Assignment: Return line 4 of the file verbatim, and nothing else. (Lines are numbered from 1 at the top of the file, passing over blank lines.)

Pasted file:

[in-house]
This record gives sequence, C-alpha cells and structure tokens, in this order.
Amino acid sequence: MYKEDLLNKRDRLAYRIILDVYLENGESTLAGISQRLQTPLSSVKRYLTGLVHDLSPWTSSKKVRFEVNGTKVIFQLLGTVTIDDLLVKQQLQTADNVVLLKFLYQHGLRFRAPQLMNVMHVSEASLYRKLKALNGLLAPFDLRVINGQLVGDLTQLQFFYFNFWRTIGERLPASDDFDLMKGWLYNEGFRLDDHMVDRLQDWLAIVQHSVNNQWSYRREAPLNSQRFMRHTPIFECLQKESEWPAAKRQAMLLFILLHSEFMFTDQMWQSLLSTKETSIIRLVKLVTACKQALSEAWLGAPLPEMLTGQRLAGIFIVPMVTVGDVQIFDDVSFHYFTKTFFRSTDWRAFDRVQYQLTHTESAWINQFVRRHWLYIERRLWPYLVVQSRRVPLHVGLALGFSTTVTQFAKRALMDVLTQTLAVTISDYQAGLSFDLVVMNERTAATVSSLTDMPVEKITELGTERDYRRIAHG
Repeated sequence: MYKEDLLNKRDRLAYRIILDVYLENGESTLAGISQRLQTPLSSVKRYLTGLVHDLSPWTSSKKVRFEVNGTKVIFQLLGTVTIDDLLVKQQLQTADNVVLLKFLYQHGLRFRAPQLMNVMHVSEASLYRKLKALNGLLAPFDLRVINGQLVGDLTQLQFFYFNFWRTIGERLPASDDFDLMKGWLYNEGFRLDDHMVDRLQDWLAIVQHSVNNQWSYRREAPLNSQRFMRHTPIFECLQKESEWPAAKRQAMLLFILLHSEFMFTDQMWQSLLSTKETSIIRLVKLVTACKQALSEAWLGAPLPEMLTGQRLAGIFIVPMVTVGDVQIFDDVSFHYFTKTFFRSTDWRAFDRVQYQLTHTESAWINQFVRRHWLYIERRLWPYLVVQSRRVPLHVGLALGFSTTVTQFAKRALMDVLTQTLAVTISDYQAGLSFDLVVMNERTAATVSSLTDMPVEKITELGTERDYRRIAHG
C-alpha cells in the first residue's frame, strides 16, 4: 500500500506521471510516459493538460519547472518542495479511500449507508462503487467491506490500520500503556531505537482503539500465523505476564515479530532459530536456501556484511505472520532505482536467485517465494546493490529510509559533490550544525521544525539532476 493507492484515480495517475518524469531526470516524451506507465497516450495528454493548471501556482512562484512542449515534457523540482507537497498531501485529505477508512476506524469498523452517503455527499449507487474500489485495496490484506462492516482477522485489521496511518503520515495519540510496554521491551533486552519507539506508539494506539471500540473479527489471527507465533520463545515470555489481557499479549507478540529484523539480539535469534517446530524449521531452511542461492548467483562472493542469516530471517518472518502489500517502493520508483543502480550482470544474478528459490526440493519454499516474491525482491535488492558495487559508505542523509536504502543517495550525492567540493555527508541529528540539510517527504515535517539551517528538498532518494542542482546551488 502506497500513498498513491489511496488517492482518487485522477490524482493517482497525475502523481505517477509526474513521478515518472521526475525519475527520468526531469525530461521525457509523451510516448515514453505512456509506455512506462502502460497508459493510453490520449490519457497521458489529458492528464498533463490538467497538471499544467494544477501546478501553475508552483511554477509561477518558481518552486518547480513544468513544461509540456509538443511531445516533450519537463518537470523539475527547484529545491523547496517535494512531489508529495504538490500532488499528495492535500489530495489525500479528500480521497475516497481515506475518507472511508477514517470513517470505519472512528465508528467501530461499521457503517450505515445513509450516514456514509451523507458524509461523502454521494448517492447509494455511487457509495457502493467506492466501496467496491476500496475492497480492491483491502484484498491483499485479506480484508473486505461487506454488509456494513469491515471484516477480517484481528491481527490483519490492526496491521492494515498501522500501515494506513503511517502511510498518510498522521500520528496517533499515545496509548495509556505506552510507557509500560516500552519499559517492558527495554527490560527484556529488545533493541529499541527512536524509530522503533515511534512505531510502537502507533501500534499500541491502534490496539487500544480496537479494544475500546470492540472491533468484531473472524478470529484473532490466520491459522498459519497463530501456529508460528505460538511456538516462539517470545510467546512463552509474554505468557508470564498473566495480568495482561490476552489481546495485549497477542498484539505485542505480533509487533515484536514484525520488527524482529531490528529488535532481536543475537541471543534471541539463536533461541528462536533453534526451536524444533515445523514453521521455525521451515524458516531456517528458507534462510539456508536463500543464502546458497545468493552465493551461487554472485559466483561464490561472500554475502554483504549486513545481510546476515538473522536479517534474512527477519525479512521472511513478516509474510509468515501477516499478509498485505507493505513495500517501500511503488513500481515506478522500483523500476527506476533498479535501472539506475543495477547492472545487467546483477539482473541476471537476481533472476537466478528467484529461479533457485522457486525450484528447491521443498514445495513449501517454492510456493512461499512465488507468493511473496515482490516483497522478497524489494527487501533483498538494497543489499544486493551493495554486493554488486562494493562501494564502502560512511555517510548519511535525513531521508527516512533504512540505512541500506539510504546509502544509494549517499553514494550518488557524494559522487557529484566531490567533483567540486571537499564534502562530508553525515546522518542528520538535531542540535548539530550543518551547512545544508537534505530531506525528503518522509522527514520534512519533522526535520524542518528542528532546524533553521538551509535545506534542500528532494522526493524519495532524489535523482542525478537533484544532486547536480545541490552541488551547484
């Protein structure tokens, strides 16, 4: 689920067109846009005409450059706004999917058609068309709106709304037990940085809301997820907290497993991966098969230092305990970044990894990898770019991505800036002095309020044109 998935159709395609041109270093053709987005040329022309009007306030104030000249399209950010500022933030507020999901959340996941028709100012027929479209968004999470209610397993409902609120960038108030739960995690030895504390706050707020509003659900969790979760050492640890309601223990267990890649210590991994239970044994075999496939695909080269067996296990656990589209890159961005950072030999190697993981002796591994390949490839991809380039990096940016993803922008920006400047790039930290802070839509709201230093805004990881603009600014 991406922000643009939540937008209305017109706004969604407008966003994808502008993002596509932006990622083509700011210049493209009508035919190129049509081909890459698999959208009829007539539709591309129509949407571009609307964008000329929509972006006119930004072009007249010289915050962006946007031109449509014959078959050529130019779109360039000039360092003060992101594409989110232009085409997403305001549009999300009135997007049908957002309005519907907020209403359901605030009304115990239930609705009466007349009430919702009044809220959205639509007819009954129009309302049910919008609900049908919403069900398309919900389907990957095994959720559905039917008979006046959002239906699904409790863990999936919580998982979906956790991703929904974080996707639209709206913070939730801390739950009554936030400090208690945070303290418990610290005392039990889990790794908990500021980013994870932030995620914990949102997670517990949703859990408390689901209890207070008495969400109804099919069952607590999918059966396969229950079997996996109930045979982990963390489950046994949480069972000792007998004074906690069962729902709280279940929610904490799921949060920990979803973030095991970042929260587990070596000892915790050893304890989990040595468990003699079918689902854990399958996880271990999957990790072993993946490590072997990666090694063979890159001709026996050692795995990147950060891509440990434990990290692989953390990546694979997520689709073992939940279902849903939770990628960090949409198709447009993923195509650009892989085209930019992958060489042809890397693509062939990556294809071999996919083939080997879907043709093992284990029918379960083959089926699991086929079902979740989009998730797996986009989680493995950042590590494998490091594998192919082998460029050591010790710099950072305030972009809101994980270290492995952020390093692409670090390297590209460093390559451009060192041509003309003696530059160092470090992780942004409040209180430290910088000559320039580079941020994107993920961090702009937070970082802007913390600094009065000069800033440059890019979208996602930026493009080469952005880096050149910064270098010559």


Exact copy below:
Repeated sequence: MYKEDLLNKRDRLAYRIILDVYLENGESTLAGISQRLQTPLSSVKRYLTGLVHDLSPWTSSKKVRFEVNGTKVIFQLLGTVTIDDLLVKQQLQTADNVVLLKFLYQHGLRFRAPQLMNVMHVSEASLYRKLKALNGLLAPFDLRVINGQLVGDLTQLQFFYFNFWRTIGERLPASDDFDLMKGWLYNEGFRLDDHMVDRLQDWLAIVQHSVNNQWSYRREAPLNSQRFMRHTPIFECLQKESEWPAAKRQAMLLFILLHSEFMFTDQMWQSLLSTKETSIIRLVKLVTACKQALSEAWLGAPLPEMLTGQRLAGIFIVPMVTVGDVQIFDDVSFHYFTKTFFRSTDWRAFDRVQYQLTHTESAWINQFVRRHWLYIERRLWPYLVVQSRRVPLHVGLALGFSTTVTQFAKRALMDVLTQTLAVTISDYQAGLSFDLVVMNERTAATVSSLTDMPVEKITELGTERDYRRIAHG